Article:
STEVE INSKEEP, HOST:
It's MORNING EDITION from NPR News. Good morning, I'm Steve Inskeep.
DAVID GREENE, HOST:
And I'm David Greene. We are following developing news this morning, in China. The Chinese dissident who sought protection with American diplomats in Beijing is now free and apparently, heading to a new life.
INSKEEP: Chen Guangcheng is a human rights lawyer, a blind man who became involved in issues like forced abortion in China. Last week, he escaped house arrest by Chinese security forces.
GREENE: He sought refuge with U.S. Embassy officials. And by doing so, he sparked a possible diplomatic crisis.
INSKEEP: But now we're told that officials from both countries have sorted out his fate.
GREENE: NPR's Louisa Lim joins us now from Beijing. And Louisa, what is the latest?
LOUISA LIM, BYLINE: Well, it's been a very dramatic afternoon here. Events have happened very fast, and we're really only now beginning to get the details. But what we do know is that Chen Guangcheng was taken to a hospital. He was escorted there by American officials, including Ambassador Gary Locke. And he met his wife and his children and his lawyer at that hospital. And it's clear that a deal has been done; that he's left the embassy of his own volition, after getting certain assurances.
And we've just heard more details from senior U.S. officials - that Chen actually asked to remain on Chinese soil. He did not want to seek asylum. And he left the embassy on the understanding that he would be treated humanely in China; and that he would be relocated elsewhere, to some safe environment away from his home province of Shandong, where he's been held under house arrest. And there were also promises made that he would be able to study at university. He's a self-taught lawyer, and he's always wanted to study law. So it looks, as well, as if that will be happening.
And one more interesting point is that American officials did admit that they helped him get into the U.S. Embassy. No details of that were given, but they did say their actions were lawful.
GREENE: This, of course, after American officials were not discussing this case for some time - several days, in fact. You know, it sounds like such a symbolic display to have American officials walking alongside him. But I wonder if - you know, how both sides are handling the awkwardness of this. There still seems to be a fundamental disagreement over human rights in China - between China and the United States.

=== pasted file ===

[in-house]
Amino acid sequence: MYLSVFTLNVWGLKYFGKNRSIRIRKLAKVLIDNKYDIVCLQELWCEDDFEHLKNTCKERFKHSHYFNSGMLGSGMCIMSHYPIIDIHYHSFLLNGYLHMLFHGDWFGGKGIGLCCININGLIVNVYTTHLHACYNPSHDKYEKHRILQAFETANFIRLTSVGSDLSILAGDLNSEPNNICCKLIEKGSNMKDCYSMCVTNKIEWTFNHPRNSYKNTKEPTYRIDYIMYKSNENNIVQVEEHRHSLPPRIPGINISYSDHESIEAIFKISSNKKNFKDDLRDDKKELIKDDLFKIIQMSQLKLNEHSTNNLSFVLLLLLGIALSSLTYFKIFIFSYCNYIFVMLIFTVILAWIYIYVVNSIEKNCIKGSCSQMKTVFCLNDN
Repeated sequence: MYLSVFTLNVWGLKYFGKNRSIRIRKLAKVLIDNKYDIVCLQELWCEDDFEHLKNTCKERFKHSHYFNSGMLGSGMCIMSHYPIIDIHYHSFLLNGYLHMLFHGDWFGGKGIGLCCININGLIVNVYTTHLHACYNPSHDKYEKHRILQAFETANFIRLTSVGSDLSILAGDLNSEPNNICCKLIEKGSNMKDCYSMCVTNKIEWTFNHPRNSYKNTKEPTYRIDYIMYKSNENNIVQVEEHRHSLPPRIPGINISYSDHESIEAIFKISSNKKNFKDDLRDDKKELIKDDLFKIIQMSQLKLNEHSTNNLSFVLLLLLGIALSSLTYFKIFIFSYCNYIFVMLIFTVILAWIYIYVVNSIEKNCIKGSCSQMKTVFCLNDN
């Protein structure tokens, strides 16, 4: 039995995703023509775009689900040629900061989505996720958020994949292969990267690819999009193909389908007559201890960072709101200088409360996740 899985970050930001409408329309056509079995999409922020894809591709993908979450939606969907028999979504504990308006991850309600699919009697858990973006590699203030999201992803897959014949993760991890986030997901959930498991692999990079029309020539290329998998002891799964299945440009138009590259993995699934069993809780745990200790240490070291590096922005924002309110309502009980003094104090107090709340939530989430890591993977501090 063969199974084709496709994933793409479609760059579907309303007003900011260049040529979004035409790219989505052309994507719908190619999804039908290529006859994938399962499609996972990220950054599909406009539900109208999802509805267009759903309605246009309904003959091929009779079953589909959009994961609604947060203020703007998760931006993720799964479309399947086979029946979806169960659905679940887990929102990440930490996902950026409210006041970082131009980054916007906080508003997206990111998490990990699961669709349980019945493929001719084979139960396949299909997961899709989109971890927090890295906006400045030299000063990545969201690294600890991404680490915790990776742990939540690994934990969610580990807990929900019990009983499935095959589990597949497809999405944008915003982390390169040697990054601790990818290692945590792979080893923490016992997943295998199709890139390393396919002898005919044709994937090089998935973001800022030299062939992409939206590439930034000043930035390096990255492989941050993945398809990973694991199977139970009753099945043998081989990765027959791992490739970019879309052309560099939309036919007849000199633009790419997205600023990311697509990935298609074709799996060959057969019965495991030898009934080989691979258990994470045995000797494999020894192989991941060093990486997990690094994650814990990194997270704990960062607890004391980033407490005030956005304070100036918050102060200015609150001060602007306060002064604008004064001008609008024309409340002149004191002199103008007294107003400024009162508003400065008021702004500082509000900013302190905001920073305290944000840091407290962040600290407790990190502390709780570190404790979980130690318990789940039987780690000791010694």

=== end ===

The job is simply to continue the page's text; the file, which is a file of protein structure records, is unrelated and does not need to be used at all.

LIM: Yes and - I mean, there is a fundamental disagreement - on paper, at least - about this case. I mean, we are hearing quite an angry response from the Chinese. The Foreign Ministry spokesman, Liu Weimin, said that China was extremely dissatisfied with the U.S. for allowing Chen to enter the embassy in such an irregular fashion. And he said the American behavior constituted interference in China's internal affairs. And they actually demanded an apology.
So far, the U.S. response has been that this is an extraordinary case, and they don't anticipate that it will be repeated. But so far, there hasn't yet been an apology. But that could become a bone of contention.
INSKEEP: Well, given the way that the Chinese government does insist on non-interference in its internal affairs, I'm surprised to hear you say, Louisa, that the Chinese were even willing to give any assurances in this man's case. What kind of assurance can there be, that he would be safe in the days and weeks ahead?
LIM: Yes. Well, I mean, that's the big question. And I think a lot depends on how this now plays out. The very fact that he was escorted to hospital by not one, but at least three American officials, does seem to show that there was some nervousness about his release, and that they were doing this in - at as high-profile a fashion as possible. So I think we'll - really, it's just a question of waiting and seeing how - whether the Chinese do do as they have promised.
And then also - talk of an investigation into what happened in his province. So it will be interesting to see how far that goes. Transcript provided by NPR, Copyright NPR.